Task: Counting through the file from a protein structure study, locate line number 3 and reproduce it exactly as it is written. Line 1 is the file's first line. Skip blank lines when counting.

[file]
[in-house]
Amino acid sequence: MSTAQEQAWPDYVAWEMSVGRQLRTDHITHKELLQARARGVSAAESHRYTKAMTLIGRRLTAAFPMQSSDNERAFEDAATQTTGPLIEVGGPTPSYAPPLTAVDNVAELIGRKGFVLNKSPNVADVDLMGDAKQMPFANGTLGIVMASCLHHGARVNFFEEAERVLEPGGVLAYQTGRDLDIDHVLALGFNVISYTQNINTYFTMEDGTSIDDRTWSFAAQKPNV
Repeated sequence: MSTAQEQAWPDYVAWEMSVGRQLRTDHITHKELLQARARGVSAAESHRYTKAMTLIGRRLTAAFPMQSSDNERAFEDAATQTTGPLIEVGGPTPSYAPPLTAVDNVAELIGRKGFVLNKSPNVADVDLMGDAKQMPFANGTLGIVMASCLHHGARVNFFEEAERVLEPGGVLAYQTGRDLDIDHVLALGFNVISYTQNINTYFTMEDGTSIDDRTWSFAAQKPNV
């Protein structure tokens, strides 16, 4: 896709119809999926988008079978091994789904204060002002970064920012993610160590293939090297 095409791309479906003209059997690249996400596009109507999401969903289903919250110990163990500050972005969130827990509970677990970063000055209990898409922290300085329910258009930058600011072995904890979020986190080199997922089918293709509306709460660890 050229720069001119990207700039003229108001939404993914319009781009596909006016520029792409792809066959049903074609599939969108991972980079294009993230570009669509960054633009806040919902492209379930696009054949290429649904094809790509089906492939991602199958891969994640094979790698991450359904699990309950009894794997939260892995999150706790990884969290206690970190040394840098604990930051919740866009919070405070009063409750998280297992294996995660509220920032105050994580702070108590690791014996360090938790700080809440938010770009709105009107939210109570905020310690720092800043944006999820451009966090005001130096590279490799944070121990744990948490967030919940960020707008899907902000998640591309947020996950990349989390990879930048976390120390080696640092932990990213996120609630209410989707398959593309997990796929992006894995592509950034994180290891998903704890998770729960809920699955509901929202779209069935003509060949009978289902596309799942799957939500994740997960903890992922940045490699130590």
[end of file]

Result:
Repeated sequence: MSTAQEQAWPDYVAWEMSVGRQLRTDHITHKELLQARARGVSAAESHRYTKAMTLIGRRLTAAFPMQSSDNERAFEDAATQTTGPLIEVGGPTPSYAPPLTAVDNVAELIGRKGFVLNKSPNVADVDLMGDAKQMPFANGTLGIVMASCLHHGARVNFFEEAERVLEPGGVLAYQTGRDLDIDHVLALGFNVISYTQNINTYFTMEDGTSIDDRTWSFAAQKPNV